Observing the 3-Dimensional Distribution of Bio-Optical Properties of West Florida Shelf Waters Using Gliders and Autonomous Platforms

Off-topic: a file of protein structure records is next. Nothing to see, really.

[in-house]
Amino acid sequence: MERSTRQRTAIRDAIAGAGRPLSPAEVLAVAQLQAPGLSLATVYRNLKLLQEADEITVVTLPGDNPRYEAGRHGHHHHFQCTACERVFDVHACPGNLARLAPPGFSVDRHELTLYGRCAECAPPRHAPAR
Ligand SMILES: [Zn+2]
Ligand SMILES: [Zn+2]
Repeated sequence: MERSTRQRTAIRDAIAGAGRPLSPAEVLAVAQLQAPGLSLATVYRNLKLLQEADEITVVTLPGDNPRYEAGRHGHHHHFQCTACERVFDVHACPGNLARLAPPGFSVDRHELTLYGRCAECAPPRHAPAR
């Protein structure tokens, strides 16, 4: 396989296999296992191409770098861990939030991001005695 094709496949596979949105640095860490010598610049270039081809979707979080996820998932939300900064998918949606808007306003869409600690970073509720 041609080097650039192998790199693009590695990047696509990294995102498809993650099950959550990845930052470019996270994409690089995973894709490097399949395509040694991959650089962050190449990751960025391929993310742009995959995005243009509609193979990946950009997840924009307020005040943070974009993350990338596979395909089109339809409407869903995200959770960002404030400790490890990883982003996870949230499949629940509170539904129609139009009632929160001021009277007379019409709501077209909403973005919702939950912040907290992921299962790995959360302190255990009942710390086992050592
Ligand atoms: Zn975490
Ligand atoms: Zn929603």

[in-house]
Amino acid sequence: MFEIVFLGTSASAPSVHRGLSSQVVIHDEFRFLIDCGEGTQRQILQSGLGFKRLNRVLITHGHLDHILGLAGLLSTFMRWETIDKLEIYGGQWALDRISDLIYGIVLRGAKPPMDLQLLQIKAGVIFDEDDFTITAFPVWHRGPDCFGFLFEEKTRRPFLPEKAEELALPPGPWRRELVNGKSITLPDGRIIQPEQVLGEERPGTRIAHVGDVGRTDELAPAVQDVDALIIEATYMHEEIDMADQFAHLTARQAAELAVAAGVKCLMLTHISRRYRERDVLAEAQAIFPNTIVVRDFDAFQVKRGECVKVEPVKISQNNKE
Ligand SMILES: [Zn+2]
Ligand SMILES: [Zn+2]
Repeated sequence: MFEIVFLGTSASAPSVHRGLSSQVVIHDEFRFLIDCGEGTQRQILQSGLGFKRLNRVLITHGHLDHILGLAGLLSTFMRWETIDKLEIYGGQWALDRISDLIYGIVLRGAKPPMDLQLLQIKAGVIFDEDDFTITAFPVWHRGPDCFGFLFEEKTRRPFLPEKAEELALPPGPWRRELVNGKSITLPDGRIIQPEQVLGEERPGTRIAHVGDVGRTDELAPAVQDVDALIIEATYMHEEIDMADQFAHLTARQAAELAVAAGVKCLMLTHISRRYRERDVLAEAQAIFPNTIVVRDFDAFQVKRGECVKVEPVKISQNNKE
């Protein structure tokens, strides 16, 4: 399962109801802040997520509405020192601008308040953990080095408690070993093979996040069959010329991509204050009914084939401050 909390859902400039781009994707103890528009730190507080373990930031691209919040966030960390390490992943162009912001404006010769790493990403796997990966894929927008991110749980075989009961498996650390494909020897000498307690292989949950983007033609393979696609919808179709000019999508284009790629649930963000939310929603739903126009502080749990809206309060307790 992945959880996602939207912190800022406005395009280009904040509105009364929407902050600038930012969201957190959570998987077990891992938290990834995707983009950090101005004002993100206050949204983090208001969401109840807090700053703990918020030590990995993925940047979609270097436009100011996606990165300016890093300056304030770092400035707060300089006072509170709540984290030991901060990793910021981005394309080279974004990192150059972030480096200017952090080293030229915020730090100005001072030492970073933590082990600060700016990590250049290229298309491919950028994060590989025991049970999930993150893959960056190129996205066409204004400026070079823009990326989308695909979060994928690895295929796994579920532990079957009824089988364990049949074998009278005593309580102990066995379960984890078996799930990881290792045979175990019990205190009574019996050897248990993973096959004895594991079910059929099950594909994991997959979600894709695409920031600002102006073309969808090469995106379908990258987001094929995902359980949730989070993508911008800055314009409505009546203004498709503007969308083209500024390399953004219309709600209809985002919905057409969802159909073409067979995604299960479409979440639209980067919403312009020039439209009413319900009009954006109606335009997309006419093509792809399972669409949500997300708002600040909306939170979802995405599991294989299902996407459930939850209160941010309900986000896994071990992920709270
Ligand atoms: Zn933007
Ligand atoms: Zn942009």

Bio-optical data, such as optical backscattering and the fluorescence, provides critical information about the marine environment and can be important variables to include in a coastal ocean observation system. Researchers at the College of Marine Science and Center for Ocean Technology at the University of South Florida have customized Autonomous Underwater Vehicles (AUVs) with optical sensors and deployed the vehicles in the coastal waters of the West Florida Shelf. The vertical, spatial, and temporal measurements from these platforms complement satellite remote sensing data, which are limited to synoptic observations of near-surface waters. Recently, both bio-optical (optical backscattering, red/chlorophyll fluorescence and colored dissolved organic matter fluorescence) and light field measurements (multi-spectral downwelling irradiance and upwelling radiance) were made from customized gliders. The combination of these measurements with those from other autonomous profiling platforms (e.g. Bottom Stationed Ocean Profiler, BSOP), permits estimation of the 3-dimensional distribution of bio-optical properties. Bio-optical data gathered during recent glider deployments has clarified both the utility of optical sensors and the need for additional sensor validation efforts. Initial analysis of West Florida Shelf glider data suggests that AUVs with optical sensors can not only provide insights into the 3-dimensional distribution of water properties, but also provide unique information about the location of harmful algal blooms.